What I Think about Street Harassment

Okay so this post won’t have much of anything to do with the sorts of themes I usually tackle on the blog. It won’t even have anything to do with Christianity, to be honest. It’s just something I’ve been mulling over in my mind for the last few days.

The other day, I read this post on a blog I follow regularly. The writer, Samantha, discusses a YouTube video that recently went viral in which a woman dressed in a fitted t-shirt and jeans walks around New York City with a very passive face, making it clear to passersby that she is not interested in interaction with others. Throughout the course of her experiment, which lasted several hours, she received catcalls, sexually suggestive comments, and was asked for her number multiple times.

Samantha called this street harassment, and she shared her own experiences going through the same sort of thing throughout her life. They are frightening, unnerving stories, and a part of me was quite resentful of reading them, because as I did I felt paranoia rising up inside me.

I have had quite different life experiences from Samantha and the girl in the video. I grew up in a small town, and street harassment was never something I experienced at all, either in high school or college.

Now, though, I work in Wheeling, WV, a town that isn’t exactly big, but it definitely has a bad reputation in the area for violence, drugs, and crime. And I work second shift, so I walk to my car every night around midnight to go home.

And I’ve been cat-called a couple times, and men have said “heeeeeeey, girl” to me in a suggestive manner, and once a man easily twice my age asked for my phone number.

So I have a little more experience with what Samantha is talking about, and I can sympathize with her for defending the girl in the video. A lot of the YouTube commenters were terribly harsh towards her and accused her of just seeking attention, and blowing the men’s greetings out of porportion. But Samantha calls out the ignorance of these commenters very poignantly:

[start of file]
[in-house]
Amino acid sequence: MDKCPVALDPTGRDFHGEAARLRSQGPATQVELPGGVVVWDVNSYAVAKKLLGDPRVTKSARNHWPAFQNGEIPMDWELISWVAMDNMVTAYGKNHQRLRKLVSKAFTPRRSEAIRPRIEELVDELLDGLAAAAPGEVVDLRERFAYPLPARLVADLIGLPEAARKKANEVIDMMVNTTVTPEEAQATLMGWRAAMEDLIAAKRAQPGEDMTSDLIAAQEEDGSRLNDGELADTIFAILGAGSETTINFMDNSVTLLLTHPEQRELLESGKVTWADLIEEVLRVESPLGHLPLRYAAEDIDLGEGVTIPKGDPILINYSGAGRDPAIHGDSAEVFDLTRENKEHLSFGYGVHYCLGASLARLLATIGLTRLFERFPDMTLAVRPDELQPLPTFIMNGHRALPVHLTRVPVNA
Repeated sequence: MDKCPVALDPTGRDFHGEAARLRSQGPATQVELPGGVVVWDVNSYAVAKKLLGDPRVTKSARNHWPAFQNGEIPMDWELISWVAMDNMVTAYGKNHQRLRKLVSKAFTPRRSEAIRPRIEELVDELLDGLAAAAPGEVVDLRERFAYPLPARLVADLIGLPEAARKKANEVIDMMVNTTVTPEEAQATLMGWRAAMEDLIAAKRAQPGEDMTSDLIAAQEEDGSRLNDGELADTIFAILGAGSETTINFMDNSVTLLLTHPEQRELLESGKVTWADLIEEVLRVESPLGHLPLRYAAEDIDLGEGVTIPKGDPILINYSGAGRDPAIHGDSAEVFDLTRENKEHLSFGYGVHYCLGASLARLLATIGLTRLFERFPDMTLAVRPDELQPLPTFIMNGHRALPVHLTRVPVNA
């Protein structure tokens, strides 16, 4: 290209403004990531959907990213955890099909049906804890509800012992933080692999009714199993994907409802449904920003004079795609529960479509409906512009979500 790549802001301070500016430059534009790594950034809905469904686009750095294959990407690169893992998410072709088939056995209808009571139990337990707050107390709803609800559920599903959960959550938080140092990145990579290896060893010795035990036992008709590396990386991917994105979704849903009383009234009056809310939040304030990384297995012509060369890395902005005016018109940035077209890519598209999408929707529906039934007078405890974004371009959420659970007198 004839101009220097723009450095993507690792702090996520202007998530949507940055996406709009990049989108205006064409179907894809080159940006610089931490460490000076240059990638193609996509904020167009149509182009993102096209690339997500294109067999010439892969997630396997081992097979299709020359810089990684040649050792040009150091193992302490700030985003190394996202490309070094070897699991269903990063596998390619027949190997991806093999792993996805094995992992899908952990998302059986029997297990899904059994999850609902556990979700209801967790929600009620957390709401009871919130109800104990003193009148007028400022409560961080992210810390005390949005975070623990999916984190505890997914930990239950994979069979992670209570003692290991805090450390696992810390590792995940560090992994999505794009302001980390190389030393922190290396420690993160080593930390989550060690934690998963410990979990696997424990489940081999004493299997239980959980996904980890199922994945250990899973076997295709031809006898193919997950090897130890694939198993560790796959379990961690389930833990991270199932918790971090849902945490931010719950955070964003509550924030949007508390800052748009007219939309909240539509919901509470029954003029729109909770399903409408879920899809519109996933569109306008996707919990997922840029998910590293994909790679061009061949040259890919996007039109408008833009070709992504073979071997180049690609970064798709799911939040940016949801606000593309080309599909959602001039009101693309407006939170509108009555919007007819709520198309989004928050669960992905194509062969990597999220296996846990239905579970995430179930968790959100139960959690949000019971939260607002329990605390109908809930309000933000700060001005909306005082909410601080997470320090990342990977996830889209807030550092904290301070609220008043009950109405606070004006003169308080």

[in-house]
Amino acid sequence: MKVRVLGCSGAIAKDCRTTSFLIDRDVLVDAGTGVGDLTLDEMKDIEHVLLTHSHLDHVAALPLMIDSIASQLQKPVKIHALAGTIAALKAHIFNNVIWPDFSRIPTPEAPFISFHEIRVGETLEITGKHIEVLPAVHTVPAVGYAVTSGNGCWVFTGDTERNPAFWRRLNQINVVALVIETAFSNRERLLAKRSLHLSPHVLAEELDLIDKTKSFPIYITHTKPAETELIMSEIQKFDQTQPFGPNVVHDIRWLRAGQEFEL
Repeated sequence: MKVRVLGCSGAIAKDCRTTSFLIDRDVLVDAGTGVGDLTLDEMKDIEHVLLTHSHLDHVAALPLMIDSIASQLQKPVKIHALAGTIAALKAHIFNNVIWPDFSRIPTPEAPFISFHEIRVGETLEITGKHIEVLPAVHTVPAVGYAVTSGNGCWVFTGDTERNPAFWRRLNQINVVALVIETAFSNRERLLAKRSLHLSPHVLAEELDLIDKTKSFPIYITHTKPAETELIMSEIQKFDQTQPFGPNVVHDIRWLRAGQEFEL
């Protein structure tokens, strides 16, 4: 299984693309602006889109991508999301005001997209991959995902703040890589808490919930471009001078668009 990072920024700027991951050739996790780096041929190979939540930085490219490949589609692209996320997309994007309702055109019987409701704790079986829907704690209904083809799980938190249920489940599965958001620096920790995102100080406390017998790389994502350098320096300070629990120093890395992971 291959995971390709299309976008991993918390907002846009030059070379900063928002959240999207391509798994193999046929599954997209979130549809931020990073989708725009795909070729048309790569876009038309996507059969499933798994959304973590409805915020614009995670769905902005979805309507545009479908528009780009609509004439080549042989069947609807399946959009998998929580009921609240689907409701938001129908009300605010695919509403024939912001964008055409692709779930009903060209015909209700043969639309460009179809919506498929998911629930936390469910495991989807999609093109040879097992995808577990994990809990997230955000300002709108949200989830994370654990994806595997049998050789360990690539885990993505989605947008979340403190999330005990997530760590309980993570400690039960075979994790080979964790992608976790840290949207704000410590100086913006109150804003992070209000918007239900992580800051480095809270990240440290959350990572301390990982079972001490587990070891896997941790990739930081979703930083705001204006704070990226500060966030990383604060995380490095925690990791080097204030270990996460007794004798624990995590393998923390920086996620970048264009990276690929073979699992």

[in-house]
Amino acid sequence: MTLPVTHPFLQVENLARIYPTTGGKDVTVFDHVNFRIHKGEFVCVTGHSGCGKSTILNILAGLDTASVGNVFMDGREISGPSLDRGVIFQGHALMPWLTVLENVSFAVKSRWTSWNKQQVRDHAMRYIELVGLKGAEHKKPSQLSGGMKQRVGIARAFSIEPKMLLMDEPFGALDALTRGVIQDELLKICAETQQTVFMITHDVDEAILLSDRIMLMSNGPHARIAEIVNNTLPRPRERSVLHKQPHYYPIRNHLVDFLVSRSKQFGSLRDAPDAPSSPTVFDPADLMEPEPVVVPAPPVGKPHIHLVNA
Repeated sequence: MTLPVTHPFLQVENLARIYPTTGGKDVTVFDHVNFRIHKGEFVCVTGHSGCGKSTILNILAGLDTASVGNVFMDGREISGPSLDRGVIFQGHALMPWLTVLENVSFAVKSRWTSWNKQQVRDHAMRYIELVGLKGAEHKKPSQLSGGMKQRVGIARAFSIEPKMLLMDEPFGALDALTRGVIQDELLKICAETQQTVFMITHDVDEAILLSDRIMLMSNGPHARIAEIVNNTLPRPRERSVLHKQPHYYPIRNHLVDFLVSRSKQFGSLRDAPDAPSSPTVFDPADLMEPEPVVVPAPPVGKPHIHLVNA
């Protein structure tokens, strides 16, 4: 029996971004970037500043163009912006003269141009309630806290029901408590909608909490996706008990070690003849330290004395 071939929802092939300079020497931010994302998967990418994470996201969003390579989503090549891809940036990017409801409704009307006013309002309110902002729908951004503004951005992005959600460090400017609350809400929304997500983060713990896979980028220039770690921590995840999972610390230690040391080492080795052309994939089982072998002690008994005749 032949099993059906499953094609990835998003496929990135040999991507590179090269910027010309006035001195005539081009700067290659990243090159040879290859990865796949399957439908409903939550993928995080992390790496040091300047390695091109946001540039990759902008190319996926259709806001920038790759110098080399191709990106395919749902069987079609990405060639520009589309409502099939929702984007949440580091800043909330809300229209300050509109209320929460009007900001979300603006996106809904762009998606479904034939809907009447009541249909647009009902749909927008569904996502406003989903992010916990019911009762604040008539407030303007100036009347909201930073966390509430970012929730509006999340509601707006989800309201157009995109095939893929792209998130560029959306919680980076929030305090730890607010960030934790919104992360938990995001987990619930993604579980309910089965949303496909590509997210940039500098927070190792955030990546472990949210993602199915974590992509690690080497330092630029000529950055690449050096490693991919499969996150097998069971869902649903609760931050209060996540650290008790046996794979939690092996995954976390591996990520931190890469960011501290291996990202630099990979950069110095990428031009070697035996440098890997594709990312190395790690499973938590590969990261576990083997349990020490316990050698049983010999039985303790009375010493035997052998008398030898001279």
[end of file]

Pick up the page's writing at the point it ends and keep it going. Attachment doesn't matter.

“They don’t understand. They’re screaming about “how can just saying “hi” be harassment?! Feminists are just so stupid and sensitive,” and I want to scream because most of the street harassment I’ve ever experienced in my entire life starts with “hi”– and it never ends well. You say “hi” back and all of sudden you’ve given them permission to follow you. You flip them off, and they get pissed– really pissed. You ignore them and suddenly it’s all about how ugly you are and how they’d never f*** you anyway.”

As I thought about Samantha’s blog post, and the woman’s video, and my own comparatively harmless experiences, I have come to realize that I can’t be that person. I understand the importance of caution when you are cat-called on the street, because it can easily escalate into something dangerous.

Yet…not to sound narcissistic, but one of the qualities I hold most dear about myself is my tenacious insistence in believing the best about people. Sometimes it borders on naivety, and I am hurt when I realize just how flawed some people around me are. But in general, I don’t want to lose that. So when a man says “hello” to me on the street, I will always smile back and return the greeting, even if it makes me a little uncomfortable. I will always give the people around me the benefit of the doubt until something happens and I can’t reasonably do that.

And  I understand that this mindset of mine probably exists because I’ve never been assaulted by a man, never been forced by a man, never experienced any sort of sexual harassment beyond the quite mild situations I described above. Because let’s face it, if the worst I can say about my experiences with strange men in public is that a man twice my age asked for my phone number, I think I’m pretty safe in saying I have room for faith in men that other women might not have.

So, I guess, all that is to say I understand the importance of taking to heart what Samantha has said, and I appreciate the importance of the video’s message. I know that ignoring the reality that street harassment can potentially escalate is a dangerous thing to do. And I know it is important not to downplay these situations, because to do so is to ignore the reality of stories like Samantha’s. I just think it is important to find a balance—a balance between being cautious without being paranoid, wise and yet gracious.

Because here is the truth. I am the kind of person who believes the best about people. And I hope I always will be.

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Posted on November 6, 2014, in Stories, Womanhood. Bookmark the permalink. Leave a comment.

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